Hamiltonian Neural Networks
20 Jun 2019Introduction

The paper proposes a very cool idea at the intersection of deep learning and physics.

The idea is to train a neural network architecture that builds on the concept of Hamiltonian Mechanics (from Physics) to learn physical conservation laws in an unsupervised manner.
Hamiltonian Mechanics

It is a branch of physics that can describe systems which follow some conservation laws and invariants.

Consider a set of N pair of coordinates [(q_{1}, p_{1}), …, (q_{N}, p_{N})] where q = [q_{1}, …, q_{N}] dnotes the position of the set of objects while p = [p_{1}, …, p_{N}] denotes the momentum of the set of variables.

Together these N pairs completely describe the system.

A scalar function H(q, p), called as the Hamiltonian is defined such that the partial derivative of H with respect to p is equal to derivative of q with respect to time t and the negative of partial derivative of H with respect to q is equal to derivative of p with respect to time t.

This can be expressed in the form of the equation as follows:
 The Hamiltonian can be tied to the total energy of the system and can be used in any system where the total energy is conserved.
Hamiltonian Neural Network (HNN)

The Hamiltonian H can be parameterized using a neural network and can learn conserved quantities from the data in an unsupervised manner.

The loss function looks as follows:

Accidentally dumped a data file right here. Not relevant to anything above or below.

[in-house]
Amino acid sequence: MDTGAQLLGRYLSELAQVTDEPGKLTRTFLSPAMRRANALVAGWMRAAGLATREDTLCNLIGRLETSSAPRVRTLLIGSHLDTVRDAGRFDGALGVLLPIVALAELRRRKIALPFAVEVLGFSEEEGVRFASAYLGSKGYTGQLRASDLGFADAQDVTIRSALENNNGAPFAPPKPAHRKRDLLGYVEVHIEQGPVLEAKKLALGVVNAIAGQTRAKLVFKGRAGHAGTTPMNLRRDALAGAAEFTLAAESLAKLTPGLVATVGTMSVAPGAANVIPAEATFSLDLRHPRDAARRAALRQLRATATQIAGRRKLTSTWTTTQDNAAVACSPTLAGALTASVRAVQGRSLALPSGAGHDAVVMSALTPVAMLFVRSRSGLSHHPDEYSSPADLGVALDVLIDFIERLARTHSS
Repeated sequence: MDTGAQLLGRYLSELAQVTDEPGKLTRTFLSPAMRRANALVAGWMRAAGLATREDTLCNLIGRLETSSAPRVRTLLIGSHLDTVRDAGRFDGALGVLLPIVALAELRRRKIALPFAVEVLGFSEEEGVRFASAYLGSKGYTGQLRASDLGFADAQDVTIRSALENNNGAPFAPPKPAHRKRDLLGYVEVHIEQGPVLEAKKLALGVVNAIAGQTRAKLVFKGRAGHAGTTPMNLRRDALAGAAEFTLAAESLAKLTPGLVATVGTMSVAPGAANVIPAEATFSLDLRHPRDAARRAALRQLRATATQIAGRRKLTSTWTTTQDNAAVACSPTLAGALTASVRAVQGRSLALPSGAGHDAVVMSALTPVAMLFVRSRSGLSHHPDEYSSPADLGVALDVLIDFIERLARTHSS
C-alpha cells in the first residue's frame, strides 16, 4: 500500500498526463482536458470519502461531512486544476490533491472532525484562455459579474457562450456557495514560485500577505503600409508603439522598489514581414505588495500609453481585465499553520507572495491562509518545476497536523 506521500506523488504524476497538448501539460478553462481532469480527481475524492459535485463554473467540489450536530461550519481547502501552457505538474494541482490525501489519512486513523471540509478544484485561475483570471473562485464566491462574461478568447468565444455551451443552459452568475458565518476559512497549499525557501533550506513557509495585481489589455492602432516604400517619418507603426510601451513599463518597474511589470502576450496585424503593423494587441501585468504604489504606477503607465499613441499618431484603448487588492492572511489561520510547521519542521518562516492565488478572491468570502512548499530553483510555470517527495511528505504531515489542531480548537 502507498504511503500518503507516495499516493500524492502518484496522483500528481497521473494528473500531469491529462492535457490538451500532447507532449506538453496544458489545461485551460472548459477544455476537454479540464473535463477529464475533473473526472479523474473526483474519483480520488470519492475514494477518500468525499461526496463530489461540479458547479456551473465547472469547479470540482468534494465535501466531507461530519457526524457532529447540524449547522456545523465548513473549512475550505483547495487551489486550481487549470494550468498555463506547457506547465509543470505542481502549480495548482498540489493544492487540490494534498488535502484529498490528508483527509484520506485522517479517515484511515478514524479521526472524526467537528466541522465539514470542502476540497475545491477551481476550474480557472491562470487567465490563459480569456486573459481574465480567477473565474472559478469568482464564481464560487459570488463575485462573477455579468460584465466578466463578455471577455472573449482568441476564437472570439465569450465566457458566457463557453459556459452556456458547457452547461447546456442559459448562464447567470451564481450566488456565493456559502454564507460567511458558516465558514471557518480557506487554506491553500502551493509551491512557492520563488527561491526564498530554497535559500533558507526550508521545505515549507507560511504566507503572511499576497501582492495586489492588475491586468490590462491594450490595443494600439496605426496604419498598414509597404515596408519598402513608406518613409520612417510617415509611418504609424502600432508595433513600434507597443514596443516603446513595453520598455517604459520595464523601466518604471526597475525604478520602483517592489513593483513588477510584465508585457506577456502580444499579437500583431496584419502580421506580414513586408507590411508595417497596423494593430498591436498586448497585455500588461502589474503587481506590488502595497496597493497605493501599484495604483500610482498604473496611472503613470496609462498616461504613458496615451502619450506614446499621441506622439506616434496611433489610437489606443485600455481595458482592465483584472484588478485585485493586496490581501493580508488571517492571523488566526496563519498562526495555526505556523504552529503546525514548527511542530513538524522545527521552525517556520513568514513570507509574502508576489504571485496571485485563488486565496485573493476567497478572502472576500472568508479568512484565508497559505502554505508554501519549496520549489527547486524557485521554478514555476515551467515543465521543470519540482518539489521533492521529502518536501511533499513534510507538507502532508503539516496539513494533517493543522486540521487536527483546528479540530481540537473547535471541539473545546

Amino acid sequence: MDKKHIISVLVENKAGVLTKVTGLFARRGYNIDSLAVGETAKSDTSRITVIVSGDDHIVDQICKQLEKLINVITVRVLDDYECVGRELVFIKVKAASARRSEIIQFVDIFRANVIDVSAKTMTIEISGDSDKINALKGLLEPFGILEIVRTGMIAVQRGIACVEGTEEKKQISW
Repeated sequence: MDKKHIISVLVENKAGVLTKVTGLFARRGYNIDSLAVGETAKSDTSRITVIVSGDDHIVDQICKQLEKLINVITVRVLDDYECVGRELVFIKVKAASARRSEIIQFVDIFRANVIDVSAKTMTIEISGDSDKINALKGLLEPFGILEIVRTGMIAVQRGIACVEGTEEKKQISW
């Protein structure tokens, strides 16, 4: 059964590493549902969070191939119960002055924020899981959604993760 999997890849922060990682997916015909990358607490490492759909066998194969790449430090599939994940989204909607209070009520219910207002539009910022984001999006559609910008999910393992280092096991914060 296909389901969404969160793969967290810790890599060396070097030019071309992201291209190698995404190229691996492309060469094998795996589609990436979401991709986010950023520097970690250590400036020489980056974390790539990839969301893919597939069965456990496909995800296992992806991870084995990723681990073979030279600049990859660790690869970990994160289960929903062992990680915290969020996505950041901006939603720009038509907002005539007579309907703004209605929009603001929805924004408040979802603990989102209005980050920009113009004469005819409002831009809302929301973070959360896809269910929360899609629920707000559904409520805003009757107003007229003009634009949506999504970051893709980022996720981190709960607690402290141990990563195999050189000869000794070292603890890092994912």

The partial derivatives can be obtained by computing the ingraph gradient of the output variables with respect to the input variables.
Observations

For setups where the energy must be conserved exactly, (eg ideal massspring and ideal pendulum), the HNN learn to preserve an energylike scalar.

For setups where the energy need not be conserved exactly, the HNNs still learn to preserve the energy thus highlighting a limitation of HNNs.

In case of two body problems, the HNN model is shown to be much more robust when making predictions over longer time horizons as compared to the baselines.

In the final experiment, the model is trained on pixel observations and not state observations. In this case, two auxiliary losses are added: autoencoder reconstruction loss and a loss on the latent space representations. Similar to the previous experiments, the HNN model makes robust predictions over much longer time horizons.